According to their lawyer, a couple accused of abuse are unlikely to ever see their child again despite being cleared. Three years ago Karrissa Cox and Richard Carter took their then six-week-old child to hospital after noticing bleeding in the baby’s mouth following a feed. Hospital staff noticed bruises and what were thought to be fractures. Shortly afterwards the couple were charged with child cruelty, the baby was taken into care and subsequently adopted. However, new medical evidence showed there were no signs of abuse and the criminal case against the couple collapsed. The couple now plan to try to win custody of their child back, but their lawyers believe it is unlikely the adoption will be overturned, as such rulings are usually final.
Sir James Munby, the President of the Family Division, has issued guidance for judges and lawyers involved in radicalisation cases in the family courts. Radicalisation cases are defined as cases “where there are allegations or suspicions: that children, with their parents or on their own, are planning or attempting or being groomed with a view to travel to parts of Syria controlled by the so-called Islamic State; that children have been or are at risk of being radicalised; or that children have been or at are at risk of being involved in terrorist activities either in this country or abroad.” The President has indicated that all such cases should be heard by High Court Judges of the Family Division, in view of their complexity. He also emphasised that there should be cooperation between the courts, police and other safeguarding agencies.
The latest figures from Cafcass for care applications and private law demand, for September 2015, have been published. In that month Cafcass received a total of 979 care applications, a 7% increase compared to those received in September 2014. As to private law demand, Cafcass received a total of 3,094 new private law cases, which is a 9% increase on September 2014 levels.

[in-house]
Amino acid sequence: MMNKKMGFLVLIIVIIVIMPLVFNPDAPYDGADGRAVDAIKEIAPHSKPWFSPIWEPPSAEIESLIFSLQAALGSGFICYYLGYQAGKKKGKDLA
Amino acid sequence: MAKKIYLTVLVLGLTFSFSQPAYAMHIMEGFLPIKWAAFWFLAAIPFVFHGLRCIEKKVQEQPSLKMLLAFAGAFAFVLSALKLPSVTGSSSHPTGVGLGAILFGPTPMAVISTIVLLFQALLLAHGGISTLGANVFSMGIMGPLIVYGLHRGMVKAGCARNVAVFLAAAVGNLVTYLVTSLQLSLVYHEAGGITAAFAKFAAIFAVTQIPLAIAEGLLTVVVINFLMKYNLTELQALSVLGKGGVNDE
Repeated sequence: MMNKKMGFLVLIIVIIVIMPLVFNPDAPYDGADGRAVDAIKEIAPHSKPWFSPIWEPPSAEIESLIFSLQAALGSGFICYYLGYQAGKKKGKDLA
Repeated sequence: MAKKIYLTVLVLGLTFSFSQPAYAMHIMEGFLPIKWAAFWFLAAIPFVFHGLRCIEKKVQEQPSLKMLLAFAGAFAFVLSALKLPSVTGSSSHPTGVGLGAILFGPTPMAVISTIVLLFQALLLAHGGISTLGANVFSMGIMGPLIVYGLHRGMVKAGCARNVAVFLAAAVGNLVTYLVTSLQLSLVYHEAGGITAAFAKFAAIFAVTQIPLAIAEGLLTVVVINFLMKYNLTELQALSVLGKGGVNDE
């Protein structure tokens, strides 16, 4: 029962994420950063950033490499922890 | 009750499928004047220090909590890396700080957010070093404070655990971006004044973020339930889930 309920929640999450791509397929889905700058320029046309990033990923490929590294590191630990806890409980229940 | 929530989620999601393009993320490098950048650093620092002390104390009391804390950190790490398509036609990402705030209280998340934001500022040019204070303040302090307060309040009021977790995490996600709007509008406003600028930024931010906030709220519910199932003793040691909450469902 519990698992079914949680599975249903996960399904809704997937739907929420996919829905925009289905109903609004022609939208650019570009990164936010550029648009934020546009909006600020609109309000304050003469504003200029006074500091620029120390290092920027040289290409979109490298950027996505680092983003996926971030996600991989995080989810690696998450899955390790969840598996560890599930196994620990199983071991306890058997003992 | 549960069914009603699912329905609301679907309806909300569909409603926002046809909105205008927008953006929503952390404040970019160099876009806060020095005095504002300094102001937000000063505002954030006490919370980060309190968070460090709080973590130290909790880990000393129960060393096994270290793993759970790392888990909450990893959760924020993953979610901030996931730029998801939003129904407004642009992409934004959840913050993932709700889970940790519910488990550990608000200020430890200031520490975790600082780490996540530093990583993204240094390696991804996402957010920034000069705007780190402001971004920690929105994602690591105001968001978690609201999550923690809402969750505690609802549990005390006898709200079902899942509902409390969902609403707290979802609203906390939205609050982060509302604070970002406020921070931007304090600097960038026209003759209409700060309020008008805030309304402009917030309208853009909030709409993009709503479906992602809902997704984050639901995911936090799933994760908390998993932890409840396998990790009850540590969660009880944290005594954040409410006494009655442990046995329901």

The Law Society has published its response to a Ministry of Justice consultation on proposals to close 91 courts and tribunals, which is one fifth of courts and tribunals across England and Wales, and integrate or merge 31 more. The response, says the Law Society, reflects solicitors’ views on the likely adverse impact of the proposed closures on local communities, the justice system and the legal profession. Amongst the Society’s concerns are that almost all of the proposed closures would result in court users travelling further, at greater cost, and that part of the rationale for the proposed closures is that better use of technology could improve the court service and reduce the need for in-person hearings, but these facilities are not yet in place across all courts nor in the proposed alternatives.
Resolution, the association of family lawyers, has warned that thousands of divorcing couples are lying to the courts every year due to divorce laws which pit people against one another. Current divorce laws in England and Wales require an accusation of adultery or unreasonable behaviour in order for a divorce to be granted in less than two years of a marriage breaking down. However, according to new research by Resolution more than 27 per cent of couples citing unreasonable behaviour admitted that their claims were not true, but were the easiest way of getting a divorce. The chair of Resolution Jo Edwards commented: “As our research findings show, the current system is causing couples to make false allegations in court in order to have their divorce finalised within a reasonable time. This charade needs to be ended.”
And finally, the Supreme Court has handed down its decisions in the Sharland and Gohil appeals, which concerned the impact of fraud or non-disclosure upon financial orders following divorce. In each case the wives sought to re-open financial orders on the basis of non-disclosure by the husbands. The Supreme Court unanimously allowed both of their appeals, so that the cases will now be heard afresh.